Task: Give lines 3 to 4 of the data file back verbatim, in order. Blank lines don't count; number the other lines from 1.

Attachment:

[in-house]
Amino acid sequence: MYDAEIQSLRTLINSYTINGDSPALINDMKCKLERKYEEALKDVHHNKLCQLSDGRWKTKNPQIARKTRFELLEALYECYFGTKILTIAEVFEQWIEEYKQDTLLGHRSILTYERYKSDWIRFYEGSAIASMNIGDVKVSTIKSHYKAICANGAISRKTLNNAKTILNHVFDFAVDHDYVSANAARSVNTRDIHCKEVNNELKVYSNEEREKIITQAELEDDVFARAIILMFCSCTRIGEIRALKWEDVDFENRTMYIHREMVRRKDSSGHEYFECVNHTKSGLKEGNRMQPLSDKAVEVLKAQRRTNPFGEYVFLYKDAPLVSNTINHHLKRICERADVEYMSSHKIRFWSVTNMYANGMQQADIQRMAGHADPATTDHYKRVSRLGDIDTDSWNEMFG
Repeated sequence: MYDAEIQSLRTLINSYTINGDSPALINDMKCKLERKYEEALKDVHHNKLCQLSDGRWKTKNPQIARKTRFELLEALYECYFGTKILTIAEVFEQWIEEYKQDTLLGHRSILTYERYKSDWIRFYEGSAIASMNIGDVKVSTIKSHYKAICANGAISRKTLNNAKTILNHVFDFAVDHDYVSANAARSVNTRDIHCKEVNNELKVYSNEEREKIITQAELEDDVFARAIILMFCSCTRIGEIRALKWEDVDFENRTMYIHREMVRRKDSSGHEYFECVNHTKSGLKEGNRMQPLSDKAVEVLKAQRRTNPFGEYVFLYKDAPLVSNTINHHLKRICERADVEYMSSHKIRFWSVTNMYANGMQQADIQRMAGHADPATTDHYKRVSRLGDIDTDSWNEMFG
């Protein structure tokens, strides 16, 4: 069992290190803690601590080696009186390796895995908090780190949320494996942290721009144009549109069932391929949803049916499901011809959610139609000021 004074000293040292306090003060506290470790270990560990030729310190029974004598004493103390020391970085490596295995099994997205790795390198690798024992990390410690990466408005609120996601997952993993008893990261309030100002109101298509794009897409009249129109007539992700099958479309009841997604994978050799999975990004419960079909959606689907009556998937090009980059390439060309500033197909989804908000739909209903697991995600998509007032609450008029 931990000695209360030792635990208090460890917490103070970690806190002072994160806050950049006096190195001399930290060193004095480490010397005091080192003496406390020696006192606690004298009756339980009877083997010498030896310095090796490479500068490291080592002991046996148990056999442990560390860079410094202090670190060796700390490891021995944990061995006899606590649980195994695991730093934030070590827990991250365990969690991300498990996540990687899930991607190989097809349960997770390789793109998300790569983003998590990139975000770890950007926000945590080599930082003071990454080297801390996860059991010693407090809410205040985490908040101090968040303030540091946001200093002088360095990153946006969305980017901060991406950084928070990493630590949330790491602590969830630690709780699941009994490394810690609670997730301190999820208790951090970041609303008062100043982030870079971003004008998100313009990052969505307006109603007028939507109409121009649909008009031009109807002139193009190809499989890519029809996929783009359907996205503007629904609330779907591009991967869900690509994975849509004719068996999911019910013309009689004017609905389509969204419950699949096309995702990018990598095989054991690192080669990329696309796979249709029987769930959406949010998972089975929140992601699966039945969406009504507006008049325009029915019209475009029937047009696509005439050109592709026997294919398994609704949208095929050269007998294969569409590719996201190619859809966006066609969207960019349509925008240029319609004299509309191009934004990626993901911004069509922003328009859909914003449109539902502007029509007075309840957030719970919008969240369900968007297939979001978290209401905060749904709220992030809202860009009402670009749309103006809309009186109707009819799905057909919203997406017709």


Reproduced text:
Repeated sequence: MYDAEIQSLRTLINSYTINGDSPALINDMKCKLERKYEEALKDVHHNKLCQLSDGRWKTKNPQIARKTRFELLEALYECYFGTKILTIAEVFEQWIEEYKQDTLLGHRSILTYERYKSDWIRFYEGSAIASMNIGDVKVSTIKSHYKAICANGAISRKTLNNAKTILNHVFDFAVDHDYVSANAARSVNTRDIHCKEVNNELKVYSNEEREKIITQAELEDDVFARAIILMFCSCTRIGEIRALKWEDVDFENRTMYIHREMVRRKDSSGHEYFECVNHTKSGLKEGNRMQPLSDKAVEVLKAQRRTNPFGEYVFLYKDAPLVSNTINHHLKRICERADVEYMSSHKIRFWSVTNMYANGMQQADIQRMAGHADPATTDHYKRVSRLGDIDTDSWNEMFG
């Protein structure tokens, strides 16, 4: 069992290190803690601590080696009186390796895995908090780190949320494996942290721009144009549109069932391929949803049916499901011809959610139609000021 004074000293040292306090003060506290470790270990560990030729310190029974004598004493103390020391970085490596295995099994997205790795390198690798024992990390410690990466408005609120996601997952993993008893990261309030100002109101298509794009897409009249129109007539992700099958479309009841997604994978050799999975990004419960079909959606689907009556998937090009980059390439060309500033197909989804908000739909209903697991995600998509007032609450008029 931990000695209360030792635990208090460890917490103070970690806190002072994160806050950049006096190195001399930290060193004095480490010397005091080192003496406390020696006192606690004298009756339980009877083997010498030896310095090796490479500068490291080592002991046996148990056999442990560390860079410094202090670190060796700390490891021995944990061995006899606590649980195994695991730093934030070590827990991250365990969690991300498990996540990687899930991607190989097809349960997770390789793109998300790569983003998590990139975000770890950007926000945590080599930082003071990454080297801390996860059991010693407090809410205040985490908040101090968040303030540091946001200093002088360095990153946006969305980017901060991406950084928070990493630590949330790491602590969830630690709780699941009994490394810690609670997730301190999820208790951090970041609303008062100043982030870079971003004008998100313009990052969505307006109603007028939507109409121009649909008009031009109807002139193009190809499989890519029809996929783009359907996205503007629904609330779907591009991967869900690509994975849509004719068996999911019910013309009689004017609905389509969204419950699949096309995702990018990598095989054991690192080669990329696309796979249709029987769930959406949010998972089975929140992601699966039945969406009504507006008049325009029915019209475009029937047009696509005439050109592709026997294919398994609704949208095929050269007998294969569409590719996201190619859809966006066609969207960019349509925008240029319609004299509309191009934004990626993901911004069509922003328009859909914003449109539902502007029509007075309840957030719970919008969240369900968007297939979001978290209401905060749904709220992030809202860009009402670009749309103006809309009186109707009819799905057909919203997406017709």